“A Beautiful Mind”
Psychology in the film “A Beautiful Mind” directed by Ron Howard, following the story line of the novel with the same title written by Sylvia Nasar, is the main frame. The story is inspired by a true genius, a professor John Nash, who won the Nobel Laureate in Economics in the year 1994. The movie takes us back to Nash’s young years as an outcast college student.
Nash wanted to come up with a mathematic theory that would be original and undisputed. During his lifetime, he had the only friend Peter and later on, in the 1950’s, Alicia, his student that he went on to marry. This is a story of struggle filled with pain, desire to understand surroundings and also perception at the brink of a breakthrough.
Psychology is the main window of focus in this film. The most outstanding part is the use of the “reverse psychology”- Nash’s first meeting with the blonde. During a beer drinking session with his friends, Nash makes a proposal to his friends that they should all ignore the girl who seems to be the life, the epitome of the group of girls that walked into the bar, so that if all of them approach the other girls, they will get dates and as a result win. This, the hero presents to be the opposite of losing situation: if all of them invite the blonde, she will turn them down. Moreover, he explains that if they try to have dates and the other girls as dance partners for the evening, his friends will also be turned down, because the blonde’s friends will refuse to be the second choice.
This display of a rare high-mental behavior seems to make sense to the friends who all see Nash as a genius destined for greater heights and his big and confusing terminology seems to take effect, so they divert their attention from the blonde. Nash, on the other hand, already has a deal with the blonde. This is an excellent symbolic interpretation that is not clearly visible to those around him. The concept is what widely known as Nash governing dynamics.
The hero’s ability to focus and pay attention seems to surprise and awe everyone around him. Nash confides to Peter that his first grade teacher said that “he was born with two helpings of brain but only half is helping the heart”. This helps him to explain why he keeps to himself and says people do not like him just as much as he does not like them, hence interpersonal communication will liberate him in the process of focusing on developing the “governing dynamics”.
Nash tries to find an algorithm that defines movement of pigeons. To an ordinary observer who looks at life from a simple view, this comes across as stupidity and time consuming. To him, this helps in understanding of emotional and perpetual perspective. The hero goes on to play the chess, a board game, with Bender and besides his perfect strategy and against his better judgment, Nash loses.
His game of playing to understand the emotional and perpetual, as well as cognitive aspects of life, through mathematics is a popular and common game that helps again in the relaxation of the soul and the mind. It is played while paying close attention to the little aspects of life.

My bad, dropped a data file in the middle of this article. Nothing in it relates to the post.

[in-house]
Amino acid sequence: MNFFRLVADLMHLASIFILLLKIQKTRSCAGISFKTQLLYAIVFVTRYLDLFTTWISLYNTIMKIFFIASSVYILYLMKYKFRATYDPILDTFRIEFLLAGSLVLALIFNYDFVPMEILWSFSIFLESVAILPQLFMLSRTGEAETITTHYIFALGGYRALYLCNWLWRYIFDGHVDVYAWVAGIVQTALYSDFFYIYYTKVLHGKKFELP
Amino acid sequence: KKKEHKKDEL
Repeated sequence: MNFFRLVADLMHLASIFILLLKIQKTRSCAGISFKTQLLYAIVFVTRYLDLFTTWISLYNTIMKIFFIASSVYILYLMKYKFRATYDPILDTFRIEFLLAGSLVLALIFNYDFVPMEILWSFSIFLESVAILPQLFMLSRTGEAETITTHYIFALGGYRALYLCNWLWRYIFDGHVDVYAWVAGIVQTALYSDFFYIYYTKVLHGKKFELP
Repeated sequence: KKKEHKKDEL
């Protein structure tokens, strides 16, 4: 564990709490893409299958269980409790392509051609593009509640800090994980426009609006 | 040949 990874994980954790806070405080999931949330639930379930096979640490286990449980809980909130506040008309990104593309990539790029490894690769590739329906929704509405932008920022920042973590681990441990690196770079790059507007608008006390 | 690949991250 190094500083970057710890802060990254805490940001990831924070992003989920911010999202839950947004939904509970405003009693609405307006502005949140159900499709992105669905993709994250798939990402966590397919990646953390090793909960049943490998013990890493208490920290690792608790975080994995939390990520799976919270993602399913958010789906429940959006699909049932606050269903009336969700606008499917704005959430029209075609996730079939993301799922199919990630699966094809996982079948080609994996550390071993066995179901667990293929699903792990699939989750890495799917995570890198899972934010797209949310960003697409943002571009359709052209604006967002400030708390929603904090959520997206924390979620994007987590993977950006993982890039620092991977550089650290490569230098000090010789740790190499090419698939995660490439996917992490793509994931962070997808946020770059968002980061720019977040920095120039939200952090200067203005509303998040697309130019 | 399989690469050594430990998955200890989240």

In this film the elements of psychology are elaborated at every movement that the Nobel Prize winner makes. He applies mathematics to every situation that he comes across and this is when Alice begins diagnosing that her husband may be suffering from schizophrenia and might be in need for more help.
Due to his high-functioning intellectual display, Nash is invited by the United States department of defense where he astonishes everyone by his brilliant display of mental manipulation as he cracks and deciphers a hard encrypted enemy telecommunication. Nash is a pure genius that is hard working and trapped within his inner self to such an extent that he appears dismantled and mentally unstable.
Alicia’s unflinching support shows how emotionally attached the couple was from the onset. The moment she suspects that he has schizophrenia right through the end when he walks up to receive the Nobel Prize, the display of emotions and intellect is wonderfully displayed and well portrayed.
Due to Nash’s involvement with the United States Department of Defense, his life becomes a target as he witnesses shootings and is exposed to the state’s enemies as the leading man. In an attempt to free himself from this arrangement, Nash tries to flee the country, but then William Parcher sends agents to stop him.
Parcher has an upper arm on Nash; as Dr. Rosen explains that Nash is making all the U.S Department of Defense characters up in his head. The film comes to its peak when the hero hits Alicia and their child in an attempt to protect them from Parcher who is only visible to Nash.
As Benson and Ginsburg explain “Psychology can also be seen as a bridge between philosophy and physiology. Where physiology describes and explains the physical make-up of the brain and nervous system, psychology examines the mental processes that take place within them” (Benson, 2012). Nash and Alicia’s battle to try and contain the state of mind as sane and fully developed displays the wide use of psychology in the movie “A Beautiful Mind”.